For the entire duration of my secondary school years, I had to go to PSE lessons (Personal and Social Education). Every year, we covered the same things: sex, drugs, and... no, actually that was it. The sex education became more risqué as time went by, giving it a bit of variety, but the drugs education was the same, year upon year.

For some reason, I tended to listen in these classes, and actually read the leaflets we were bombarded with. Perhaps I had a growing interest in sexual deviancy and drug use, who knows. This made the repeated drugs education very boring.

Then, one day in the fourth year, the lesson was a bit different: there was a guest present, a man from the schools/police liaison unit. He was here to teach us about drugs, show us samples, etc. Same meat, different gravy. For one part of the talk, he had three buckets labelled Class A, Class B and Class C*, and racquetballs with drug names written on in felt pen. The man would hold up a ball, and ask the class which bucket to put it in.

I was bored. I was young. I was arrogant. I decided to be a bit of a smartarse, and basically whipped off all the answers for each ball as soon as he held it up.

Man: "Okay, what about 'Speed'?"
Me: "Chemical name Amphetamine Sulphate. Class B if ingested or inhaled, Class A if injected intravenously."

Anyway, this reduced the length of the drug talk down to about 15 minutes, and we all left early.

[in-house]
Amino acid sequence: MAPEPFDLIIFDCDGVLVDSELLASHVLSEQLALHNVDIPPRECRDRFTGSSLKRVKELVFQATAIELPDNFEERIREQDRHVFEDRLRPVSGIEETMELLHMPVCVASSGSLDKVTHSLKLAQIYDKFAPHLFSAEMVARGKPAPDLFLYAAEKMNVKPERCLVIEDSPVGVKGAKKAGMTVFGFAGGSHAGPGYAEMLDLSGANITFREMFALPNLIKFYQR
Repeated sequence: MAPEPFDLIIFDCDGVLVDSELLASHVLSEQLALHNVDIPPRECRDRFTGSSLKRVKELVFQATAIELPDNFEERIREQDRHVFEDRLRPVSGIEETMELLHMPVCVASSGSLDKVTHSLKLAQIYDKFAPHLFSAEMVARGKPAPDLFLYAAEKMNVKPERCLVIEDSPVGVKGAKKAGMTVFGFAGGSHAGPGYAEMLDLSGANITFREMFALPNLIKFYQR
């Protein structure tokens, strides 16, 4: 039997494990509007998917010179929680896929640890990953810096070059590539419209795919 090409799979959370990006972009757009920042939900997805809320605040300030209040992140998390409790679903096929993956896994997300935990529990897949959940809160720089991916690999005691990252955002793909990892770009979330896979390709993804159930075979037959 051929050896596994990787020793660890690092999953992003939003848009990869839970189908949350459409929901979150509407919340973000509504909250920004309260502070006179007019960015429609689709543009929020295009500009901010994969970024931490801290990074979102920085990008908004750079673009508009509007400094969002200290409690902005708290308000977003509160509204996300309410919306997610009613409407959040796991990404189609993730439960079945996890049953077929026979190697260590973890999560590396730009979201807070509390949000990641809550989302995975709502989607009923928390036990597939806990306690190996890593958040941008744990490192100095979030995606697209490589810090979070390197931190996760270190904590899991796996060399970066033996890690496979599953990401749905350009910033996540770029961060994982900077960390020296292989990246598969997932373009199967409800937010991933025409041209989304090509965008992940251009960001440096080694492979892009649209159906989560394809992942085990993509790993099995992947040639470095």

On the following Monday, I was asked to go to the Head Of Year's office during registration. I didn't know why, and was a bit worried, as HOY's deal with punishment as well as pastoral care. I came in, and she asked me to sit down. The conversation went something like this:

HOY: "The police liason officer who conducted your PSE lesson last Friday came to see me, after the lesson ended. He was very concerned about how much you knew about drugs. Is there anything you'd like to tell me?"
Me: "What?"
HOY: "He wondered where you got that information... he was worried you might be mixed up in some bad things."
Me: "Jesus Christ! You've been teaching us all this stuff for four years! I actually listen, and I practically get accused of being a junkie."

The interview was rapidly curtailed, and I was set free unto the school with a new tale of management incompetence. With hindsight, I realise she was only doing the standard back-covering exercise that schools have to (see this node), but it still seemed damn stupid at the time.

*The UK drug classification system. Class A drugs are very illegal, Class B drugs are just illegal, Class C drugs are legal, unless obtained through false prescription.